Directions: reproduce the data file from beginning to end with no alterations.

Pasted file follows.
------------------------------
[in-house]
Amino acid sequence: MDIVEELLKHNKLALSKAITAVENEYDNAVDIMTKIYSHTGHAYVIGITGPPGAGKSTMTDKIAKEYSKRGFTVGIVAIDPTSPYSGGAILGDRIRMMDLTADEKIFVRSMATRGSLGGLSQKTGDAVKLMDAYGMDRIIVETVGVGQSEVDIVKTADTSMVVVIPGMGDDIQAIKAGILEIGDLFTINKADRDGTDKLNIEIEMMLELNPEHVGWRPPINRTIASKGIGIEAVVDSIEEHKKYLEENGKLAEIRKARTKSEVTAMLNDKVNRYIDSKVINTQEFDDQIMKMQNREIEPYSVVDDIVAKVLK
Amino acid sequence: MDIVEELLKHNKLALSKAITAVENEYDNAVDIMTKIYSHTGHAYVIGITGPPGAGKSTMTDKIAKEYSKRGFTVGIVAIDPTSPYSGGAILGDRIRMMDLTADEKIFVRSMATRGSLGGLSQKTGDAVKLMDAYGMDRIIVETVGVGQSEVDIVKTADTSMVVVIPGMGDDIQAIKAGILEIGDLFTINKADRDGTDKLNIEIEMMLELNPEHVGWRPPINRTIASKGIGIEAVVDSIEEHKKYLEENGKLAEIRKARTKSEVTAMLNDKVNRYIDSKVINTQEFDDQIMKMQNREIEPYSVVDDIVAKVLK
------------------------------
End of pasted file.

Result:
[in-house]
Amino acid sequence: MDIVEELLKHNKLALSKAITAVENEYDNAVDIMTKIYSHTGHAYVIGITGPPGAGKSTMTDKIAKEYSKRGFTVGIVAIDPTSPYSGGAILGDRIRMMDLTADEKIFVRSMATRGSLGGLSQKTGDAVKLMDAYGMDRIIVETVGVGQSEVDIVKTADTSMVVVIPGMGDDIQAIKAGILEIGDLFTINKADRDGTDKLNIEIEMMLELNPEHVGWRPPINRTIASKGIGIEAVVDSIEEHKKYLEENGKLAEIRKARTKSEVTAMLNDKVNRYIDSKVINTQEFDDQIMKMQNREIEPYSVVDDIVAKVLK
Amino acid sequence: MDIVEELLKHNKLALSKAITAVENEYDNAVDIMTKIYSHTGHAYVIGITGPPGAGKSTMTDKIAKEYSKRGFTVGIVAIDPTSPYSGGAILGDRIRMMDLTADEKIFVRSMATRGSLGGLSQKTGDAVKLMDAYGMDRIIVETVGVGQSEVDIVKTADTSMVVVIPGMGDDIQAIKAGILEIGDLFTINKADRDGTDKLNIEIEMMLELNPEHVGWRPPINRTIASKGIGIEAVVDSIEEHKKYLEENGKLAEIRKARTKSEVTAMLNDKVNRYIDSKVINTQEFDDQIMKMQNREIEPYSVVDDIVAKVLK